The Red Sox are in on several offensive targets, such as Manny Machado. With “the killer B’s” underwhelming 2017, Boston needs a boost at the plate.
So, the organization has been mentioned a ton to conjure up what has been a frozen stove. The club shouldn’t put all their eggs in one basket and hope that most of the guys can bounce back.
Boston does have that youth factor in the background. Getting John Farrell out of the clubhouse is a plus, due to miscommunication issues and the David Price incident. The manager seemed like more a mouthpiece for ownership anyway. Now, the team has an energetic, less-MLB experienced manager, named Alex Cora.
The former major leaguer is a younger presence that should be able to connect with the young core. He is a great communicator and a leader, which is a vast improvement when the team seemed to be clouded without a known man of the ship. With him in the clubhouse, it looks like everyone will have a better attitude.
One player the Red Sox have been all over is slugging outfielder J.D. Martinez. Unfortunately for many suitors, he is a Scott Boras client, which means patience is a virtue.
The Red Sox are pressing for Martinez
A couple years ago, this year’s hottest free agent wasn’t even worth a roster spot. The Houston Astros released him on March 22nd, 2014. The team at the time had a stacked farm system, and with that comes cuts – Martinez was the most notable.
In his last season with the Astros (2013), he hit .250 with 7 homers and 36 RBIs in 310 ABs.
A big problem for him was strikeouts. That year, his K% was at a sweltering 26.5. Fortunately for him, he benefited from playing with one of the best hitters in the modern era – Miguel Cabrera. The outfielder revitalized career with Detroit. He went out with a bang in 2017 by clubbing 45 home runs and knocking in 104 RBI’s with the Tigers and Arizona Diamondbacks.
Now, Martinez cannot be had for the league minimum. Super agent Boras and him are reportedly seeking a 7-year, $210 million deal. Boston is obviously waiting them out, as well as having interest in Machado.
The Orioles third baseman is an unlikely candidate because of his remorse for the organization, and also that he will cost major talent, when he could just be signed next offseason.
$210 million is a lot of money. The BoSox aren’t a team that spends lightly, but they shouldn’t overreact to the Yankees acquisitions. Boston needs money for Betts’ / Bogaerts’ extensions, as well as change for next year’s star plastered FA market. The team already has over $100 million committed to players not even contributing, such as Pablo Sandoval and Rusney Castillo.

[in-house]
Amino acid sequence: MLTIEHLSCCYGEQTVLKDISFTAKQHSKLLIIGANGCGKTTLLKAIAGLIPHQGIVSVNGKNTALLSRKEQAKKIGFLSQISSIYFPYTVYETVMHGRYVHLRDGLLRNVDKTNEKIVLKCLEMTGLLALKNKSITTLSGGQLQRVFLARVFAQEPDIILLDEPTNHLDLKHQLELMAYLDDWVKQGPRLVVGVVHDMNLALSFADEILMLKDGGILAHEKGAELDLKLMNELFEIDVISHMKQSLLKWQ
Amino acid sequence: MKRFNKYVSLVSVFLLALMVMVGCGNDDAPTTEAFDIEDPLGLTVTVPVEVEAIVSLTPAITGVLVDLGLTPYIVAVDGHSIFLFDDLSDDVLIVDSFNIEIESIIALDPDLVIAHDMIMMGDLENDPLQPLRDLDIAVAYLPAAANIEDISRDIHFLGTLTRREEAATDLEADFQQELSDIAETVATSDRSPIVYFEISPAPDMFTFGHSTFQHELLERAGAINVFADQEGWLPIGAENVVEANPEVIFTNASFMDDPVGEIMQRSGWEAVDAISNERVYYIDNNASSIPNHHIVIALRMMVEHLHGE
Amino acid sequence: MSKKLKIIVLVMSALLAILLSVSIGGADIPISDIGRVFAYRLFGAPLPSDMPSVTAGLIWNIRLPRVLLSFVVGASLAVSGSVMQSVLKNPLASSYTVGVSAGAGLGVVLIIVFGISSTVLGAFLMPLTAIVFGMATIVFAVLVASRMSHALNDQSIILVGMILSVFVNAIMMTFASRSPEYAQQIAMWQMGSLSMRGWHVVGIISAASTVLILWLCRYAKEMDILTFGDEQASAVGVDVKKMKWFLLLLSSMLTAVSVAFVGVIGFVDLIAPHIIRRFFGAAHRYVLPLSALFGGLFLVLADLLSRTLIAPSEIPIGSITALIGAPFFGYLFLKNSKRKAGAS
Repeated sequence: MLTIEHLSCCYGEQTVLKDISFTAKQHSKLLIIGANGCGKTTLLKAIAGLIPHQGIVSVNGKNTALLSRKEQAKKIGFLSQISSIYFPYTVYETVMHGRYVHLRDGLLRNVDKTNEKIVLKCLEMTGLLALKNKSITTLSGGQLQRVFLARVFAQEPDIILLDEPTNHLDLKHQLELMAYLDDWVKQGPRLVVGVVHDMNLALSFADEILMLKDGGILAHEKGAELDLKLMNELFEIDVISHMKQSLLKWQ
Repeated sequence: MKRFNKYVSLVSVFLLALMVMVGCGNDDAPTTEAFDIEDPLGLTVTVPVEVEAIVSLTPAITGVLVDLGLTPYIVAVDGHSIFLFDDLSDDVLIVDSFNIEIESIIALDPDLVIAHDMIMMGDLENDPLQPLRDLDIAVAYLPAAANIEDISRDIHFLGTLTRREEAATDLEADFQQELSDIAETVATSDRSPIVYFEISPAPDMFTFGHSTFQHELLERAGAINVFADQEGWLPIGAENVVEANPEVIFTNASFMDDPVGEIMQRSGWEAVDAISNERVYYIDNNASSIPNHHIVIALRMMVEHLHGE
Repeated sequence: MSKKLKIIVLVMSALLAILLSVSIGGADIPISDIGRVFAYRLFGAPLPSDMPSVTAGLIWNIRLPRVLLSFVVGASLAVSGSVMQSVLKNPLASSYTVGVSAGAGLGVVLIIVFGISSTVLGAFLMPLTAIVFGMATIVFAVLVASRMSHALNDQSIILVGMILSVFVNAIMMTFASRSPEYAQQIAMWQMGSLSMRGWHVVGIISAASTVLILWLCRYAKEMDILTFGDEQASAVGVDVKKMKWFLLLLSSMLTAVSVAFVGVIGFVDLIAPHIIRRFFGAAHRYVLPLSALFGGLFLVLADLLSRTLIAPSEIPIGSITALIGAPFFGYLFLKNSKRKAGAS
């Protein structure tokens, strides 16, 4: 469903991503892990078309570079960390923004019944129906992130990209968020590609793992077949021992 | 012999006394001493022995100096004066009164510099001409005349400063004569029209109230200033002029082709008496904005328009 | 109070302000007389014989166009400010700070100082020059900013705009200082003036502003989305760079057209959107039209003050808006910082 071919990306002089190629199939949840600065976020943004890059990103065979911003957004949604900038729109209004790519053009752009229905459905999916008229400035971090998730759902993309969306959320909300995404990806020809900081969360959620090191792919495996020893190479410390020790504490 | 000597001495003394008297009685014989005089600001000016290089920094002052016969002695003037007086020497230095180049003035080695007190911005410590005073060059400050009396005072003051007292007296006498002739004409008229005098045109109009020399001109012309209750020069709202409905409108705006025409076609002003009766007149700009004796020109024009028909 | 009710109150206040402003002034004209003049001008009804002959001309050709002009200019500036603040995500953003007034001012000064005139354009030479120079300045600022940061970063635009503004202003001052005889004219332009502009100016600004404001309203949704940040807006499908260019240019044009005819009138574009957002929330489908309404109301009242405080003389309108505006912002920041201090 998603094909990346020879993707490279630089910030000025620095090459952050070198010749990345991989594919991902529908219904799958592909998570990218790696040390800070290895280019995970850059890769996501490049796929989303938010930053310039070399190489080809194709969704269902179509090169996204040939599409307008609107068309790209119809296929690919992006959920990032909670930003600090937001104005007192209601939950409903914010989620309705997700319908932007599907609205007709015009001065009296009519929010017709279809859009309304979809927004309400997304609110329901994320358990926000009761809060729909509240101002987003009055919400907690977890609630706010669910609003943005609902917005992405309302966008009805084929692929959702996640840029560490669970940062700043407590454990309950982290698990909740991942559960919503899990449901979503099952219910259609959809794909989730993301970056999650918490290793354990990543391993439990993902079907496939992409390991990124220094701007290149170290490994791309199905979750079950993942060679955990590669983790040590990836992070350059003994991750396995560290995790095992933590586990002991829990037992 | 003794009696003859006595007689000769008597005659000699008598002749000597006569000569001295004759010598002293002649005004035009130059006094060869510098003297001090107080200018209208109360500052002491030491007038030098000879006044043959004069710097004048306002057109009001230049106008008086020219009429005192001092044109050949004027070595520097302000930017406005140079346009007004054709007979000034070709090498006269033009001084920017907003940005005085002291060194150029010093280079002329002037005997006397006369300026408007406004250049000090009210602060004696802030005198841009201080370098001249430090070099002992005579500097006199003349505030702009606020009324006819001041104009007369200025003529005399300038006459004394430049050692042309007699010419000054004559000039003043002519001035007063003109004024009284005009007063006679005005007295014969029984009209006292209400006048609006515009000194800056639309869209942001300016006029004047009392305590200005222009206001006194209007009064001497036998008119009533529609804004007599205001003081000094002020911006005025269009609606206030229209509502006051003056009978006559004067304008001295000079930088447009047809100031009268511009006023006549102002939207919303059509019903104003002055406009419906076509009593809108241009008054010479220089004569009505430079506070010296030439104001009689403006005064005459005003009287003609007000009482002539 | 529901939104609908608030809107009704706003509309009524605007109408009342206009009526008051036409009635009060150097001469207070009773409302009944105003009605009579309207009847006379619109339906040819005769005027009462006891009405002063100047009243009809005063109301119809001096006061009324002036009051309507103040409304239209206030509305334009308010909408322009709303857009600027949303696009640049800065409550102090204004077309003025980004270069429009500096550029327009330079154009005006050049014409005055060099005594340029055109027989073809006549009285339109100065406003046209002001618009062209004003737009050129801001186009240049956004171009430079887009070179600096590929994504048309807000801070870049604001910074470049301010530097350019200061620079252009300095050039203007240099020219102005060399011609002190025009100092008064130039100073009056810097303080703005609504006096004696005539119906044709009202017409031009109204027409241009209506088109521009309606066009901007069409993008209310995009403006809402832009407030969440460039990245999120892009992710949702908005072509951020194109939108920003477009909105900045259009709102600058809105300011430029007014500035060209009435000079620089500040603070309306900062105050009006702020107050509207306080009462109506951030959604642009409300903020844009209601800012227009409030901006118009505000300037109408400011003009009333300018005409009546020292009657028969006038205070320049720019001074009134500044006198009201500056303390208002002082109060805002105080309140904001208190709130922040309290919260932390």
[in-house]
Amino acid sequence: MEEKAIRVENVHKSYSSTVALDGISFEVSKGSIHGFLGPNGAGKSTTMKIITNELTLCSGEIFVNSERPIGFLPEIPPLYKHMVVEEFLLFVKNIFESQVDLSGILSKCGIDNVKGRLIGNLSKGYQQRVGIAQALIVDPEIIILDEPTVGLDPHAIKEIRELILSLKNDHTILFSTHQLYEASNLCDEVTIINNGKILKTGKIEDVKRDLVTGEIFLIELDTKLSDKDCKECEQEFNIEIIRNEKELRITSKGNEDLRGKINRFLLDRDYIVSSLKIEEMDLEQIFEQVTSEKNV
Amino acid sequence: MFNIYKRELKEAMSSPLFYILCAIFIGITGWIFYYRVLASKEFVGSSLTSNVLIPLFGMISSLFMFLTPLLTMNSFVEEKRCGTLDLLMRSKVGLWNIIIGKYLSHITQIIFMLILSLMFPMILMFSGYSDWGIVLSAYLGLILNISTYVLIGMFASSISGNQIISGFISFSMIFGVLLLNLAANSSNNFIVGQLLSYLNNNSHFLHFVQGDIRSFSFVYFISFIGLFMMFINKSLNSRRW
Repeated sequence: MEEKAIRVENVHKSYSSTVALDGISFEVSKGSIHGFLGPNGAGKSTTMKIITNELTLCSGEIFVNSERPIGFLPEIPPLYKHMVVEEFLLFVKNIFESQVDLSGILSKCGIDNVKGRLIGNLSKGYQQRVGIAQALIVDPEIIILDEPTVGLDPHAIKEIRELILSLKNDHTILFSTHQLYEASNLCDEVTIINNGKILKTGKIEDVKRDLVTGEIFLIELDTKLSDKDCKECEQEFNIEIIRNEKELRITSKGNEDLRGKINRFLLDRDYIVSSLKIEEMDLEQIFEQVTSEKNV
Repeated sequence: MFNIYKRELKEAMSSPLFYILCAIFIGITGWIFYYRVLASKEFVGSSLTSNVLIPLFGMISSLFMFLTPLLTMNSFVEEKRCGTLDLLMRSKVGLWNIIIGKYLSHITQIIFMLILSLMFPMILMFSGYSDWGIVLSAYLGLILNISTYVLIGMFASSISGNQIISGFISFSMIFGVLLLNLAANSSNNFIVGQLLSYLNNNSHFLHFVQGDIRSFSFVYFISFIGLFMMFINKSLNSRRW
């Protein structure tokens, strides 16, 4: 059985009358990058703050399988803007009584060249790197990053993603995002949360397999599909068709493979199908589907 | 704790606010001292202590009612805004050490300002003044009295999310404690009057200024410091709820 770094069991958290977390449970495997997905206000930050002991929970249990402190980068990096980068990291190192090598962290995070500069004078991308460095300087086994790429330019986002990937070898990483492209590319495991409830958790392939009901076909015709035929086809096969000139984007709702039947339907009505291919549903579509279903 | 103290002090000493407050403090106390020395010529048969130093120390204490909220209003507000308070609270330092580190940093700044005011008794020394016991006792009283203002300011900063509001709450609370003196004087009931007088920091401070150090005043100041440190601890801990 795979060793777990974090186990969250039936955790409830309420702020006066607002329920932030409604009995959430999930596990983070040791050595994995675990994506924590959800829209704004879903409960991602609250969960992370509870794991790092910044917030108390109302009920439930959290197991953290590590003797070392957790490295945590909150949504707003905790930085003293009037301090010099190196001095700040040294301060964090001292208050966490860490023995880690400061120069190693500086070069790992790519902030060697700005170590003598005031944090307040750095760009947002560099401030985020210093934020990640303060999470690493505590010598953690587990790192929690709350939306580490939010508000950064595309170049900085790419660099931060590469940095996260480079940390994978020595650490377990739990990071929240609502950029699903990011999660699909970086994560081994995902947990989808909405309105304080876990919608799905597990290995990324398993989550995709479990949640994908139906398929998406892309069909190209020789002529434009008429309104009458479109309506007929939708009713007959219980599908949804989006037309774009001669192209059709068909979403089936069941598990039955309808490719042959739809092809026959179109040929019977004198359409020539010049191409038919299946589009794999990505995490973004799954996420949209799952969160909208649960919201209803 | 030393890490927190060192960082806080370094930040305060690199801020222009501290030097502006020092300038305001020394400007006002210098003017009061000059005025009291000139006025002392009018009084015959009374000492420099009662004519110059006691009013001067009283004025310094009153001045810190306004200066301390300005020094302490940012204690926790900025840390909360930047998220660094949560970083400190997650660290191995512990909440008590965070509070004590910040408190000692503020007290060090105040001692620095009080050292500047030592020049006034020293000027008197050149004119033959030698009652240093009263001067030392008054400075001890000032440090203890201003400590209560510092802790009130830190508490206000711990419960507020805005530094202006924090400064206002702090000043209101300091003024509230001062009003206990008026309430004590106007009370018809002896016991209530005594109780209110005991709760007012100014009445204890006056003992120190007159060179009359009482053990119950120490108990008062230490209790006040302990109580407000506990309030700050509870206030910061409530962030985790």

So, what should a realistic signing look like for Martinez?
There is a very good chance that it doesn’t go seven years, considering the slugger is already 31. They don’t need to be paying a player who is going into his decline an insane amount of cash. With that said, the outfielder has been worth $108.1 million dollars over his MLB career. This year alone his value was $30.6 mil.
Boras and Co. have every reason to be asking that high, considering Martinez’s career year, but will they get that? Probably not. There aren’t enough suitors out there, and very few teams have interest in adding a mega-deal with the luxury tax overhead. A realistic length of a deal should be 5 years, since Martinez will be starting to decline then. $25 mil per year seems to low for him, with the bar being set high.
My estimate is a 5-year, $140 million deal with incentives plus a player opt-out after the third year. He should get 500k each for a batting title, (x) amount of plate appearances, etc. The reason for the opt-out is this: the Red Sox don’t need another bad contract on the books and Martinez can pursue a larger contract if he thinks he can get one.
USA Today’s Bob Nightengale recently reported that JD Martinez has an outstanding 5 year deal with a year amount of $20 – 25 million.
This aligns with my estimation and proves that Dave Dombrowski has been wise not to bid against himself.
The team must be wise to add important pieces, while retaining enough cap space to retain their budding stars. Adding Martinez would be a much needed move that adds security for down the line.
The front office is confident that the youth will step up, but you can’t solely rely on that.
That’s why signing JD would be a smart move, albeit risky with the wallet.